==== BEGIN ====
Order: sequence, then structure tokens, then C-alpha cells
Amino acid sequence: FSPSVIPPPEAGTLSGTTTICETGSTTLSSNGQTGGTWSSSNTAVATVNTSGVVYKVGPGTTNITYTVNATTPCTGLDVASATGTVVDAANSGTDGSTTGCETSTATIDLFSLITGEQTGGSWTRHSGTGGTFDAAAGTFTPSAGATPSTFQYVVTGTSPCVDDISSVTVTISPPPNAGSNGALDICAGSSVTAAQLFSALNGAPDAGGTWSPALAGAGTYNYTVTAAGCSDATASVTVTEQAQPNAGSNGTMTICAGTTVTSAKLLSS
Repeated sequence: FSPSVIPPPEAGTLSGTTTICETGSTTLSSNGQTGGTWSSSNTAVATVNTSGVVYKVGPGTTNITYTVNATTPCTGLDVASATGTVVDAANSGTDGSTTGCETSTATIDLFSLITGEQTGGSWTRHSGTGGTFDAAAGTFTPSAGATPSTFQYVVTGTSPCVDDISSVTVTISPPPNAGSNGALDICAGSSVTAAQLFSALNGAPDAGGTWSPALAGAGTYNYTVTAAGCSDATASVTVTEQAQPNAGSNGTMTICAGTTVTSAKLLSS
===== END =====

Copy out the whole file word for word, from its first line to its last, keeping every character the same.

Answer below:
Order: sequence, then structure tokens, then C-alpha cells
Amino acid sequence: FSPSVIPPPEAGTLSGTTTICETGSTTLSSNGQTGGTWSSSNTAVATVNTSGVVYKVGPGTTNITYTVNATTPCTGLDVASATGTVVDAANSGTDGSTTGCETSTATIDLFSLITGEQTGGSWTRHSGTGGTFDAAAGTFTPSAGATPSTFQYVVTGTSPCVDDISSVTVTISPPPNAGSNGALDICAGSSVTAAQLFSALNGAPDAGGTWSPALAGAGTYNYTVTAAGCSDATASVTVTEQAQPNAGSNGTMTICAGTTVTSAKLLSS
Repeated sequence: FSPSVIPPPEAGTLSGTTTICETGSTTLSSNGQTGGTWSSSNTAVATVNTSGVVYKVGPGTTNITYTVNATTPCTGLDVASATGTVVDAANSGTDGSTTGCETSTATIDLFSLITGEQTGGSWTRHSGTGGTFDAAAGTFTPSAGATPSTFQYVVTGTSPCVDDISSVTVTISPPPNAGSNGALDICAGSSVTAAQLFSALNGAPDAGGTWSPALAGAGTYNYTVTAAGCSDATASVTVTEQAQPNAGSNGTMTICAGTTVTSAKLLSS